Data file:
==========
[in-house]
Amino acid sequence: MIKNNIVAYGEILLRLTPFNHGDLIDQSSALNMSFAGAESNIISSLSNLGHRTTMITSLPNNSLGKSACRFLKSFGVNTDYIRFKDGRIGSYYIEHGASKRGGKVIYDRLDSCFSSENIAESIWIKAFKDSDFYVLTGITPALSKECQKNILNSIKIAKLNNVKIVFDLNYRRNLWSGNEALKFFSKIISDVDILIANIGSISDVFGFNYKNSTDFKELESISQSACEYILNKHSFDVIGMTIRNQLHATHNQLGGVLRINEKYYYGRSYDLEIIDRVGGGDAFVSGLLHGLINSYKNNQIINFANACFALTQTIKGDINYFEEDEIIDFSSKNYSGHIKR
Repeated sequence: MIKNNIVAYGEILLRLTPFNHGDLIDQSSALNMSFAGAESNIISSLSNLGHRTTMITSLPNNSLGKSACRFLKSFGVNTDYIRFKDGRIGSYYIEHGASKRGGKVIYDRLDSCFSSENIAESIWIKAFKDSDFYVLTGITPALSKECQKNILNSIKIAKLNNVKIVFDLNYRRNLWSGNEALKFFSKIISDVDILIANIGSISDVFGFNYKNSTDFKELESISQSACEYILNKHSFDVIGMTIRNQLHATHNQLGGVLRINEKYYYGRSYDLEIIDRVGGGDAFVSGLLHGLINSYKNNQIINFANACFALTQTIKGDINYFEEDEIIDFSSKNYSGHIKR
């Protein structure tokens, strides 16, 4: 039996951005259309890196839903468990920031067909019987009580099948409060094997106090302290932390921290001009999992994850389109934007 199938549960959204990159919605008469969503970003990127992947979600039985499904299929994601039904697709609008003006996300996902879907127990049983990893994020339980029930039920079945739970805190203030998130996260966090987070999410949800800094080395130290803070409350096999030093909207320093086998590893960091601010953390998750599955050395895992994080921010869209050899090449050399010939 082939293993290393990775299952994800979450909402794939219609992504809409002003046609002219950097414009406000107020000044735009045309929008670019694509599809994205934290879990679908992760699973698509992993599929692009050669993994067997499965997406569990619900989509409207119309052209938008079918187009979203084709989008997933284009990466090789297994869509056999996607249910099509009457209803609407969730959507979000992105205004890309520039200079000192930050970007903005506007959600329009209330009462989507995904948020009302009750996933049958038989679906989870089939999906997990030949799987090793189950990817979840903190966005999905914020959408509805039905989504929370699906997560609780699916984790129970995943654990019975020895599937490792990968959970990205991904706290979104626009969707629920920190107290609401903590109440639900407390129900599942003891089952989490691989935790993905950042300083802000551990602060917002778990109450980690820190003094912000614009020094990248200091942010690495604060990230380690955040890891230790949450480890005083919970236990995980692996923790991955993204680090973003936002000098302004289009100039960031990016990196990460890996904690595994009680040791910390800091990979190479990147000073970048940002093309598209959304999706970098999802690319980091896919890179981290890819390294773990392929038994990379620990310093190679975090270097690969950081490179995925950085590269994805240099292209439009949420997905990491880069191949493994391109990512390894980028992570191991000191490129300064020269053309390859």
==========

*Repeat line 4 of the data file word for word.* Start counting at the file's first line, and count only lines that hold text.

């Protein structure tokens, strides 16, 4: 039996951005259309890196839903468990920031067909019987009580099948409060094997106090302290932390921290001009999992994850389109934007 199938549960959204990159919605008469969503970003990127992947979600039985499904299929994601039904697709609008003006996300996902879907127990049983990893994020339980029930039920079945739970805190203030998130996260966090987070999410949800800094080395130290803070409350096999030093909207320093086998590893960091601010953390998750599955050395895992994080921010869209050899090449050399010939 082939293993290393990775299952994800979450909402794939219609992504809409002003046609002219950097414009406000107020000044735009045309929008670019694509599809994205934290879990679908992760699973698509992993599929692009050669993994067997499965997406569990619900989509409207119309052209938008079918187009979203084709989008997933284009990466090789297994869509056999996607249910099509009457209803609407969730959507979000992105205004890309520039200079000192930050970007903005506007959600329009209330009462989507995904948020009302009750996933049958038989679906989870089939999906997990030949799987090793189950990817979840903190966005999905914020959408509805039905989504929370699906997560609780699916984790129970995943654990019975020895599937490792990968959970990205991904706290979104626009969707629920920190107290609401903590109440639900407390129900599942003891089952989490691989935790993905950042300083802000551990602060917002778990109450980690820190003094912000614009020094990248200091942010690495604060990230380690955040890891230790949450480890005083919970236990995980692996923790991955993204680090973003936002000098302004289009100039960031990016990196990460890996904690595994009680040791910390800091990979190479990147000073970048940002093309598209959304999706970098999802690319980091896919890179981290890819390294773990392929038994990379620990310093190679975090270097690969950081490179995925950085590269994805240099292209439009949420997905990491880069191949493994391109990512390894980028992570191991000191490129300064020269053309390859």